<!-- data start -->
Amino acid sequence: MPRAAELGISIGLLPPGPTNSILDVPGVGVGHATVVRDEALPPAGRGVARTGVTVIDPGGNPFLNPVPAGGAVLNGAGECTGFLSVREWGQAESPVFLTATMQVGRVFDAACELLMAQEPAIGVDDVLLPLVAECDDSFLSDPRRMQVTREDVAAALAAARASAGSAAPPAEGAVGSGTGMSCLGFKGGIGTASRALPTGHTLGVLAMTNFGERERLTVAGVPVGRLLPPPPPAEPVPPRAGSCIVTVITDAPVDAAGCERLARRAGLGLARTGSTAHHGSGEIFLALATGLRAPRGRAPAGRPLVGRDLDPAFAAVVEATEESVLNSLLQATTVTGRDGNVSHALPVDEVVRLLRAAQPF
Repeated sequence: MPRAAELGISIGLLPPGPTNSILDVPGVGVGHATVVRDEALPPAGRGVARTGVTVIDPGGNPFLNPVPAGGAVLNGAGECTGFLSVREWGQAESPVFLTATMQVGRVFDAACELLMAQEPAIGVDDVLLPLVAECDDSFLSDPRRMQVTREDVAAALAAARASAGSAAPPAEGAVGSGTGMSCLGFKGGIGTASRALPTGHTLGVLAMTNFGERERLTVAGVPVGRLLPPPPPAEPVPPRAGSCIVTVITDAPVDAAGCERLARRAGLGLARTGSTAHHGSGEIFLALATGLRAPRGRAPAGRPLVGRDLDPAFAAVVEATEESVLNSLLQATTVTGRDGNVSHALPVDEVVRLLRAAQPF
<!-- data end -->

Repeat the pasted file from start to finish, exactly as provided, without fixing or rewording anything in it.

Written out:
Amino acid sequence: MPRAAELGISIGLLPPGPTNSILDVPGVGVGHATVVRDEALPPAGRGVARTGVTVIDPGGNPFLNPVPAGGAVLNGAGECTGFLSVREWGQAESPVFLTATMQVGRVFDAACELLMAQEPAIGVDDVLLPLVAECDDSFLSDPRRMQVTREDVAAALAAARASAGSAAPPAEGAVGSGTGMSCLGFKGGIGTASRALPTGHTLGVLAMTNFGERERLTVAGVPVGRLLPPPPPAEPVPPRAGSCIVTVITDAPVDAAGCERLARRAGLGLARTGSTAHHGSGEIFLALATGLRAPRGRAPAGRPLVGRDLDPAFAAVVEATEESVLNSLLQATTVTGRDGNVSHALPVDEVVRLLRAAQPF
Repeated sequence: MPRAAELGISIGLLPPGPTNSILDVPGVGVGHATVVRDEALPPAGRGVARTGVTVIDPGGNPFLNPVPAGGAVLNGAGECTGFLSVREWGQAESPVFLTATMQVGRVFDAACELLMAQEPAIGVDDVLLPLVAECDDSFLSDPRRMQVTREDVAAALAAARASAGSAAPPAEGAVGSGTGMSCLGFKGGIGTASRALPTGHTLGVLAMTNFGERERLTVAGVPVGRLLPPPPPAEPVPPRAGSCIVTVITDAPVDAAGCERLARRAGLGLARTGSTAHHGSGEIFLALATGLRAPRGRAPAGRPLVGRDLDPAFAAVVEATEESVLNSLLQATTVTGRDGNVSHALPVDEVVRLLRAAQPF